Category Archives: Headlines

A HOOKED COHO JUMPS BESIDE NATE OLKEN'S KAYAK LAST WEEKEND. HE AND OTHER KAYAK ANGLERS WERE FISHING OFF OF SEAVIEW, WASH., ON THE LONG BEACH PENINSULA. (WRIGHT & McGILL/EAGLE CLAW PHOTO CONTEST)

After An ‘Outstanding Season,’ Areas 1, 2 To Close Early For Salmon

THE FOLLOWING IS A PRESS RELEASE FROM THE WASHINGTON DEPARTMENT OF FISH AND WILDLIFE

Salmon fishing will close at the end of the day Friday off Westport and at the end of the day Sunday off Ilwaco, state fisheries managers announced today.

Marine areas 3 (La Push) and 4 (Neah Bay) will close at the end of Sunday as scheduled. All ocean areas close to fishing at 11:59 p.m. the day of the scheduled closure.

A HOOKED COHO JUMPS BESIDE NATE OLKEN'S KAYAK LAST WEEKEND. HE AND OTHER KAYAK ANGLERS WERE FISHING OFF OF SEAVIEW, WASH., ON THE LONG BEACH PENINSULA. (WRIGHT & McGILL/EAGLE CLAW PHOTO CONTEST)

A HOOKED COHO JUMPS BESIDE NATE OLKEN’S KAYAK LAST WEEKEND. HE AND OTHER KAYAK ANGLERS WERE FISHING OFF OF SEAVIEW, WASH., ON THE LONG BEACH PENINSULA. (WRIGHT & McGILL/EAGLE CLAW PHOTO CONTEST)

After an outstanding fishing season, anglers are expected to meet salmon catch quotas early in marine areas 1 (Ilwaco) and 2 (Westport), said Doug Milward, ocean salmon manager for the Washington Department of Fish and Wildlife (WDFW). Those two areas initially were scheduled to close at the end of the day Sept. 30.

As of Sept. 14, catch total for the coho fishery had reached 85 percent of the quota and 79 percent of the chinook guideline off Ilwaco. Anglers caught 90 percent of the coho quota and 80 percent of the chinook guideline off Westport through Sept. 14. Milward estimates the remaining fish left under the quota will be caught over the next several days.

Anglers have a two-salmon daily catch limit in all four marine areas off the Washington coast. Up to two chinook may be retained in all four ocean areas. However, chinook must be released east of the Bonilla-Tatoosh Line in Marine Area 4. Anglers are allowed to keep both hatchery and wild coho in all four areas as part of their daily limit.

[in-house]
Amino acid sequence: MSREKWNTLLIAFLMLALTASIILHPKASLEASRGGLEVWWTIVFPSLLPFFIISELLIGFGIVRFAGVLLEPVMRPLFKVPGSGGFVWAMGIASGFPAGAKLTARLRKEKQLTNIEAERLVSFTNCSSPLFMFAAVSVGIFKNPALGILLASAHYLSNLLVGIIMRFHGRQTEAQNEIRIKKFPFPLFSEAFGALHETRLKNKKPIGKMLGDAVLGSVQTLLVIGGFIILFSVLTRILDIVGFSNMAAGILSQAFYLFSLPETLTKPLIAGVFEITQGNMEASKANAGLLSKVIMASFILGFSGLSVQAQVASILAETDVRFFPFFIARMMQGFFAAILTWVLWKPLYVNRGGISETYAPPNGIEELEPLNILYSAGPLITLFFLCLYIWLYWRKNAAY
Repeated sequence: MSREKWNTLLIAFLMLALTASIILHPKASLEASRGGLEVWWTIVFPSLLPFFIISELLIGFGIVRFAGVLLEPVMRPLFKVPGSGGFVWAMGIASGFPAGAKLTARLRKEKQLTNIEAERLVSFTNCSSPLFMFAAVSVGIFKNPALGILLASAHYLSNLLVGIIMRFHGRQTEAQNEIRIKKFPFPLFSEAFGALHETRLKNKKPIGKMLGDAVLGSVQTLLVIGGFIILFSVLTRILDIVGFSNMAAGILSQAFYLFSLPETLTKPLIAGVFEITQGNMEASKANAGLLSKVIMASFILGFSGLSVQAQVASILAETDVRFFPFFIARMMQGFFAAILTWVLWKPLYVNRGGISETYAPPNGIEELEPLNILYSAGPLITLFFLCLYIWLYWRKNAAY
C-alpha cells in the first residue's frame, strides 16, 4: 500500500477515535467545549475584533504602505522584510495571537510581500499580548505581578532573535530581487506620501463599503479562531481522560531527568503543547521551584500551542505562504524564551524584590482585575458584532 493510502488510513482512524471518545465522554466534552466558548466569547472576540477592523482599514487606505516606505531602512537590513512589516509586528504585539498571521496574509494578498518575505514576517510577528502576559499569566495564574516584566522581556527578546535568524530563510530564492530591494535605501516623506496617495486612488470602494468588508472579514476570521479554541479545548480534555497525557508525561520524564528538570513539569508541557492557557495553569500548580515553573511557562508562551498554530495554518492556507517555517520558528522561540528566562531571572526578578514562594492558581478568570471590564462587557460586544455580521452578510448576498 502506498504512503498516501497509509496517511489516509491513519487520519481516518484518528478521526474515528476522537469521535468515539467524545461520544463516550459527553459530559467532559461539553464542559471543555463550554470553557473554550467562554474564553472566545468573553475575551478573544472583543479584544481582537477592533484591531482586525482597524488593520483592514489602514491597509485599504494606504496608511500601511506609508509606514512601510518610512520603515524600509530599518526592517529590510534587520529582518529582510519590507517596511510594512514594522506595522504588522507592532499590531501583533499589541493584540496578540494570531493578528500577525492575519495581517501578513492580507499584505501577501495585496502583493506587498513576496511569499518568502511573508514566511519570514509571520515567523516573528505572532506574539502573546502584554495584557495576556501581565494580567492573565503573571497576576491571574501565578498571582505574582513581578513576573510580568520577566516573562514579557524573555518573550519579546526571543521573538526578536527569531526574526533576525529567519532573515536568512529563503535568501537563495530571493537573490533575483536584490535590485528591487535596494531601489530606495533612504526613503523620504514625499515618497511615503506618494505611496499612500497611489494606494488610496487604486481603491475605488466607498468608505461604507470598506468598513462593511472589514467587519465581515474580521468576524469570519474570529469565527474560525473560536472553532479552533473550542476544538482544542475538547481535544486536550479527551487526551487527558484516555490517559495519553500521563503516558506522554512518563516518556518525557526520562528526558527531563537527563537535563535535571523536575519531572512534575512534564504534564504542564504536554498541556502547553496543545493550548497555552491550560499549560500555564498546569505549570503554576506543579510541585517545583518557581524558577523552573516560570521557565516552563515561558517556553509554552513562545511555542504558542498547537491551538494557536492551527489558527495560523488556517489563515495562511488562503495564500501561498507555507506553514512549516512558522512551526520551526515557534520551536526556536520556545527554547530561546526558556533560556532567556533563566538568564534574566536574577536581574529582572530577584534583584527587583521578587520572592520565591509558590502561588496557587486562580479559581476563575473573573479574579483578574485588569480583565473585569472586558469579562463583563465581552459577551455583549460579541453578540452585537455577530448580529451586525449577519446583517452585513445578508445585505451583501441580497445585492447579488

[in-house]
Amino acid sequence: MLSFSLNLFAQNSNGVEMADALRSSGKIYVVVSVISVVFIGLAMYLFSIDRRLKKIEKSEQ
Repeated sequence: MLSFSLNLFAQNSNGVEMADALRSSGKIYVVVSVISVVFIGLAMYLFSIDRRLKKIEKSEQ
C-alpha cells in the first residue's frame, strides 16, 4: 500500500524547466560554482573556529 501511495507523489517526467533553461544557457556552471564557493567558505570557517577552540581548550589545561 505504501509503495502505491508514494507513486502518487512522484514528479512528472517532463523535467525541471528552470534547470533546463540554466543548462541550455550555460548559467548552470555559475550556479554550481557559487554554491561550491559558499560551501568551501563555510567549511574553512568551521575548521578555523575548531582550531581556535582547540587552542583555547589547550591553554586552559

A portion of Marine Area 3 will open again Sept. 27 through Oct. 12.

Additional information on the ocean fishery, including minimum size limits and catch guidelines, is available in the Washington Sport Fishing Rules pamphlet available at http://wdfw.wa.gov/fishing/regulations/

SW WA, Lower, Middle Columbia Fishing Report (9-17-14)

THE FOLLOWING FISHING REPORT ORIGINATES FROM JOE HYMER, PSMFC

Salmon/Steelhead

Cowlitz River – Chinook are being caught between the hatcheries, summer run steelhead near the trout hatchery, and coho from the lower river.

ANNA RUNYARD SHOWS OFF A SUMMER-RUN FROM JUST BELOW BARRIER DAM ON THE COWLITZ. SHE WAS DRIFT-FISHING WITH A CORKY AND YARN. (WRIGHT & McGILL/EAGLE CLAW PHOTO CONTEST)

ANNA RUNYARD SHOWS OFF A SUMMER-RUN FROM JUST BELOW BARRIER DAM ON THE COWLITZ. SHE WAS DRIFT-FISHING WITH A CORKY AND YARN. (WRIGHT & McGILL/EAGLE CLAW PHOTO CONTEST)

During five days of operations at the Cowlitz Salmon Hatchery separator, last week Tacoma Power recovered:

*   322 summer-run steelhead
*   66 spring Chinook adults and 9 mini-jacks
*   249 fall Chinook adults and 8 jacks
*   76 coho adults
*   five coho jacks
*   17 sea-run cutthroat trout

During the past week Tacoma Power employees released:

*   64 spring Chinook adults and 29 coho adults into the Cispus River above the mouth of Yellow Jacket Creek
*   14 spring Chinook mini-jacks into Riffe Lake at Mossyrock Park
*   361 fall Chinook adults, 14 jacks, 5 coho adults, one jack and three cutthroat trout into the Tilton River at Gust Backstrom Park in Morton, WA
*   121 fall Chinook adults and three jacks at Franklin Bridge in Packwood, WA

River flows at Mayfield Dam are approximately 4,240 cubic feet per second on Monday, September 15.

Kalama River – Bank anglers are catching some coho in the lower river.

Lewis River – Some coho and summer run steelhead are being caught in the North Fork.

Washougal River – Was good for fall Chinook in the lower river but has since slowed.

Drano Lake – Boat anglers are catching a mix of fall Chinook and summer run steelhead.

Klickitat River – Effort is heavy but anglers are catching fall Chinook.  120 vehicles were observed downstream from the Fisher Hill Bridge last Sunday morning.

Yakima River – The fall salmon fishery opened in the lower Yakima River on September 1.  This past week WDFW staff interviewed 99 anglers fishing for salmon with 2 adult chinook and 1 jack harvested.  There were an estimated 14 adult chinook and 3 jacks harvested this past week from 463 angler trips.  Fall Chinook are beginning to move into the Yakima River.  Daily Chinook counts through the Prosser Diversion are still below 100.

Buoy 10 – Reports indicate fishing for coho has improved in the past couple days.

Lower Columbia mainstem below Bonneville Dam – Last week we sampled 1,705 salmonid anglers (including 463 boats) with 809 adult and 20 jack fall Chinook, 47 adult and 2 jack coho and 21  steelhead.

Warrior Rock line downstream

During last week’s mark selective fishery, 434 (74% ) of the 585 adult Chinook caught were released.  From the sample of 374 fish released, 367 (98%) were wild.